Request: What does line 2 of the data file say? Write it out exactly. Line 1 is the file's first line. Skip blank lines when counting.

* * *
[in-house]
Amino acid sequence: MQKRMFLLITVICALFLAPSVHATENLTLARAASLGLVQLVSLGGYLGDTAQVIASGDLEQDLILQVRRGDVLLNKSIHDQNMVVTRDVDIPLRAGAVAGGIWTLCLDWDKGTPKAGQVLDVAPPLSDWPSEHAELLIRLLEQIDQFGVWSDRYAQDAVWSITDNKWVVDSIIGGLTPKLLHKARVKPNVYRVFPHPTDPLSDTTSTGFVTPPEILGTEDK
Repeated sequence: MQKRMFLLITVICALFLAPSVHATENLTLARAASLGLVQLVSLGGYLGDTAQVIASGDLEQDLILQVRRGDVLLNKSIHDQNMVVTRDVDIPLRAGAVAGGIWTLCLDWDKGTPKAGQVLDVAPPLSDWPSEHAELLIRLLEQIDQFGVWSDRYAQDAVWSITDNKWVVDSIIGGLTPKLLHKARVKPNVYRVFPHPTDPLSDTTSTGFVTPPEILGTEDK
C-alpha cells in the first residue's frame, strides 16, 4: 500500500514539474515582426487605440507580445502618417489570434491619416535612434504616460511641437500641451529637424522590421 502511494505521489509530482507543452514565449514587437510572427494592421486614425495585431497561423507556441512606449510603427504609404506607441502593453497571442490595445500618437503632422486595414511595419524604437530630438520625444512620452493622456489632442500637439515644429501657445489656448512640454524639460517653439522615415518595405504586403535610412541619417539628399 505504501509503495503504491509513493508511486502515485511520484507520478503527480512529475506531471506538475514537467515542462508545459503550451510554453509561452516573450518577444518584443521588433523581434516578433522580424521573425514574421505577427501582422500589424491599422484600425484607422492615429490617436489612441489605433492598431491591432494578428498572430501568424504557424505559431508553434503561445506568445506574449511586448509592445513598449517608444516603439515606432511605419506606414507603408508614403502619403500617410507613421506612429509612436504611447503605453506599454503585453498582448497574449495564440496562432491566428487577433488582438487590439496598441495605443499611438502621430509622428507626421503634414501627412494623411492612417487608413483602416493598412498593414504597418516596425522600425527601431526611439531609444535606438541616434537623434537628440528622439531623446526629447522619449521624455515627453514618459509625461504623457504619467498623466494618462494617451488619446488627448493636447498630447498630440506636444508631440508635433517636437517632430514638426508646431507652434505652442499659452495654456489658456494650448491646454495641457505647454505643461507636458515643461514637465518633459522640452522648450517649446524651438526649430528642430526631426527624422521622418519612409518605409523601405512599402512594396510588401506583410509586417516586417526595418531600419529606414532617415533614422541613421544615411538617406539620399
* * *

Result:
Amino acid sequence: MQKRMFLLITVICALFLAPSVHATENLTLARAASLGLVQLVSLGGYLGDTAQVIASGDLEQDLILQVRRGDVLLNKSIHDQNMVVTRDVDIPLRAGAVAGGIWTLCLDWDKGTPKAGQVLDVAPPLSDWPSEHAELLIRLLEQIDQFGVWSDRYAQDAVWSITDNKWVVDSIIGGLTPKLLHKARVKPNVYRVFPHPTDPLSDTTSTGFVTPPEILGTEDK